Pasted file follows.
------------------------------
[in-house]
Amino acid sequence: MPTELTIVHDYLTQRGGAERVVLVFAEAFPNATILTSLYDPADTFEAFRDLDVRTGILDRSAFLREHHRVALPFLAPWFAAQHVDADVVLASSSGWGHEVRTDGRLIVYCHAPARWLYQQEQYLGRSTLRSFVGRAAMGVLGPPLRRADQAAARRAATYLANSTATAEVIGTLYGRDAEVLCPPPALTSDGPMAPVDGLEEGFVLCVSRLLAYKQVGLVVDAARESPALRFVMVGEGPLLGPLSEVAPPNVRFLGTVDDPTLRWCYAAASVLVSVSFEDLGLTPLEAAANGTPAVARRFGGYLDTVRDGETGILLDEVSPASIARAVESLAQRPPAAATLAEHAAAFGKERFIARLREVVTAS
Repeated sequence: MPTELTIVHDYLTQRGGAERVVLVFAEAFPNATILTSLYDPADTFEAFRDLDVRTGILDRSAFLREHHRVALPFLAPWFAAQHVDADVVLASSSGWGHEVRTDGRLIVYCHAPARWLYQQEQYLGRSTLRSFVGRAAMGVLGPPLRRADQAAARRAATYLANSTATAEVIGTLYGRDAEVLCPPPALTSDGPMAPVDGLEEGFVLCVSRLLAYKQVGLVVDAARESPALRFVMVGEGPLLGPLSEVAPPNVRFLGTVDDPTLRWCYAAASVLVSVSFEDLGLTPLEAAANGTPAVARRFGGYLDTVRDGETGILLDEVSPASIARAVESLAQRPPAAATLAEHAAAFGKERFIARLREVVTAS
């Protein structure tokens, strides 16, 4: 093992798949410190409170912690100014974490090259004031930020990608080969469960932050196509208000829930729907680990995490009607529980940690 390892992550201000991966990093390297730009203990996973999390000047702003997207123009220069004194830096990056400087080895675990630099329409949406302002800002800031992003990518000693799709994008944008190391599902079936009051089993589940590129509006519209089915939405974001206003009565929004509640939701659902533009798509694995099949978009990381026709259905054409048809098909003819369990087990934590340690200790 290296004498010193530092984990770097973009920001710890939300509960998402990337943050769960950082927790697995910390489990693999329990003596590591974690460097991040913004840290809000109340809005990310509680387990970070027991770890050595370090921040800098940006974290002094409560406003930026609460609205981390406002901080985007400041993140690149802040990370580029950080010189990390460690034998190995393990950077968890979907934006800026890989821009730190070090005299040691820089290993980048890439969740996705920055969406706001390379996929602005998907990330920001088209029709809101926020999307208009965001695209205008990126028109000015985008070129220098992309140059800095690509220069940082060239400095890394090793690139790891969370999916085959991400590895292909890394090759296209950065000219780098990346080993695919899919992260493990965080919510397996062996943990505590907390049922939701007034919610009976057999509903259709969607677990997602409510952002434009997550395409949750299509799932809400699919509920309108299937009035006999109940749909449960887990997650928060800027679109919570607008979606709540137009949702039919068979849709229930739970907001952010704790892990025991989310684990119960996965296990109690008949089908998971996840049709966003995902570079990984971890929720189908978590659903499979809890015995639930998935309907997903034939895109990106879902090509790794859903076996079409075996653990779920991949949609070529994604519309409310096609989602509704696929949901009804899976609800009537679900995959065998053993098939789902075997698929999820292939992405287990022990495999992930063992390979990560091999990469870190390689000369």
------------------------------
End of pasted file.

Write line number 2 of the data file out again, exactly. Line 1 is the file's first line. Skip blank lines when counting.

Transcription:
Amino acid sequence: MPTELTIVHDYLTQRGGAERVVLVFAEAFPNATILTSLYDPADTFEAFRDLDVRTGILDRSAFLREHHRVALPFLAPWFAAQHVDADVVLASSSGWGHEVRTDGRLIVYCHAPARWLYQQEQYLGRSTLRSFVGRAAMGVLGPPLRRADQAAARRAATYLANSTATAEVIGTLYGRDAEVLCPPPALTSDGPMAPVDGLEEGFVLCVSRLLAYKQVGLVVDAARESPALRFVMVGEGPLLGPLSEVAPPNVRFLGTVDDPTLRWCYAAASVLVSVSFEDLGLTPLEAAANGTPAVARRFGGYLDTVRDGETGILLDEVSPASIARAVESLAQRPPAAATLAEHAAAFGKERFIARLREVVTAS